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Green-collar jobs, the next wave

Green-collar jobs, the next wave

Obama's promised moves towards a more environment-friendly United States will shift jobs to India and create new ones.

This October, West Virginia's governor Joe Manchin released a video ad ( to promote his bid for a vacant US Senate seat. In the ad, Manchin loads a rifle and puts a bullet through a printout of a proposed climate-change law, the Cap and Trade Bill, pinned on a tree.

The ad, which Manchin's campaign calls 'Dead Aim', had the green-conscious cringing and brought into focus once again the tightrope walk before US President Barack Obama on climate change. Obama sounded resolute in September when he iterated that he would take big steps towards energy security in 2011 to reduce the world's largest economy's dependence on fossil fuels.

Green outsourcing potential

  • Carbon accounting offshoring
  • Advanced bio-fuels
  • Smart grid
  • Geo thermal energy
  • Green chemistry
  • Green manufacturing
  • Solar energy
  • Sustainable agriculture
  • Sustainable green retailing
  • Wind energy
If that happens, it will be good news for India - for a small but fastgrowing segment called 'outsourced green jobs'. The global green economy - ranging from solar energy to eco-friendly chemicals, from smart electricity grids to carbon accounting offshoring - is estimated at over $5 trillion, of which the US accounts for a sizeable one-fifth. As the sector continues to chug along - it was one of the few in the US that grew through the recession - green jobs are being shipped to India. According to researcher Brown-Wilson Group's Green Outsourcing report for 2009, 22,000 green jobs have been already outsourced to India last year.

And, by the time the US green economy creates five million jobs, 20 per cent, or one million, would be outsourced to India. To get a sense of that potential, look at India's information technology and business process outsourcing (BPO) industry: its 2.3 million workers churn out $60 billion in revenues.

Outsourced green jobs - some call it the next wave in outsourcing - will first emerge in some scale in greenhouse gas accounting that uses software tools remotely, predicts Arvind Sharma, Director for Sustainability, at audit and consulting firm KPMG.

Chisk Inc., a California company started by Bhopal-born entrepreneur Shekhar Chitnis, is in talks with companies to get this job outsourced to its partner-offices in eight cities in India. Offshoring of "carbon tax/carbon credit accounting (work) is inevitable", Chitnis told BT.

The other obvious opportunity is the greening of IT infrastructure. Mark Livingston, Senior Vice President of Consulting at Cognizant Technology Solutions, says the need to find new green efficiencies is being driven by a number of factors, including a weaker economy, the growing cost and limited supply of energy, the insatiable demand for more processing power and storage, and the pressure to reduce environmental impact that is coming from shareholders, customers, and employees.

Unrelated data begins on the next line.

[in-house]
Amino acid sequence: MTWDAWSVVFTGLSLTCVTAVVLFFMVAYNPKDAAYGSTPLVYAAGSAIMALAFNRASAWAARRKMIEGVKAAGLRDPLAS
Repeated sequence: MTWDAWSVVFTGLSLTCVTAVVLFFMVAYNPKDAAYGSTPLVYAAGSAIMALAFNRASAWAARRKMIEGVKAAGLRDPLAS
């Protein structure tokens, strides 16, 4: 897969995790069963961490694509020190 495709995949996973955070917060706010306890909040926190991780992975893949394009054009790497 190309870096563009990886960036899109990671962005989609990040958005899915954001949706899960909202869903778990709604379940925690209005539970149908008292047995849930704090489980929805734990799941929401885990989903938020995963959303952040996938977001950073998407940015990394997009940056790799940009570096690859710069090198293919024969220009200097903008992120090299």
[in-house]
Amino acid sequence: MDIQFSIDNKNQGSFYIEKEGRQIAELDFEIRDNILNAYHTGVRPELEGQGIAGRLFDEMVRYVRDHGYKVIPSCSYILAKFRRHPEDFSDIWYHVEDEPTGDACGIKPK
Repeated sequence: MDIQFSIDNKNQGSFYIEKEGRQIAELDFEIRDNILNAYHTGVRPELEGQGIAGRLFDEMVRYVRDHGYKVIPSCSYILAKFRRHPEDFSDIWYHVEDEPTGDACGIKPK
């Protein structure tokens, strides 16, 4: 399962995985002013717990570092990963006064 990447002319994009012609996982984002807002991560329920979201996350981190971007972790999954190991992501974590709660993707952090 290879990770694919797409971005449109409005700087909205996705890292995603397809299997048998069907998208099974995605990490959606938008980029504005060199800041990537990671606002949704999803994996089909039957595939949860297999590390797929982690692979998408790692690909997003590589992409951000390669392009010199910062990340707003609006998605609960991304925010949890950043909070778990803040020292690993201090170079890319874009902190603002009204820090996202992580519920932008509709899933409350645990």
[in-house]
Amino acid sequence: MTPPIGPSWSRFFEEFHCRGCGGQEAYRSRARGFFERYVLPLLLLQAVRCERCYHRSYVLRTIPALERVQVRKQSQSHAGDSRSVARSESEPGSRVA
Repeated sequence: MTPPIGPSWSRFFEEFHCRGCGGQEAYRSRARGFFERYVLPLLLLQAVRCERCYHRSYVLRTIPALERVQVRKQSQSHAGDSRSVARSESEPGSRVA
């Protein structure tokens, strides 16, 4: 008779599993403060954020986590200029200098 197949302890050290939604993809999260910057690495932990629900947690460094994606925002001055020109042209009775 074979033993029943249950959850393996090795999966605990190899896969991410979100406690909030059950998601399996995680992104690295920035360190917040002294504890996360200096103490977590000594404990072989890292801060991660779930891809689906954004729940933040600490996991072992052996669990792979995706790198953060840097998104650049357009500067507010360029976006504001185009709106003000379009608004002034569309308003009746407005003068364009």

Its peer Tech Mahindra has started offering green IT consulting services. Vikas Gupta, Vice President at Tech Mahindra, says typically, his team can show a company about to expand its data centre "how they can use virtualisation to combine four functions within the same box". Virtualisation refers to running multiple operating systems and applications on the same server or computing infrastructure.

Bangalore-based Wipro believes that dynamic energy control is the answer to global corporations seeking to move to sustainable operations. "The core of this transition will centre around dynamically controlling energy using software and analytics," says T.K. Kurien, President of Wipro EcoEnergy, the cleantech business of the eponymous soaps-tosoftware group.

Cross-town rival Infosys Technologies has started promoting a power strip branded iSmart that helps users monitor and control electricity usage. Examples of tech solutions abound - NXP Semiconductors, spun off from Philips in 2006, has developed a chipset and an algorithm that can help extract more power from solar photovoltaic panels.

But another emerging area, say industry insiders, is blue-collar green jobs in India. Tata BP Solar's India factories have now emerged as one of the top destinations for BP's solar photovoltaic manufacturing after it closed its Portuguese and Australian units in 2008 and 2009 and announced the closure of its US facility in 2010.

California-headquartered Solar Semiconductor, which has a Hyderabad factory, is another instance. With the US market for solar panels opening up, its Vice President Ravi Surapaneni says the company may even set up manufacturing units in that country with experts from India running them. Wind energy equipment, similarly, could be another job creator.

Surojit Bose, Associate Director for Sustainability in India, at PricewaterhouseCoopers, feels that a lot of research work in clean technology is waiting to be offloaded to India if the US Senate approves the comprehensive carbon legislation.

On that count, President Obama will have to woo more than just the Republicans - Governor Manchin is a Democrat.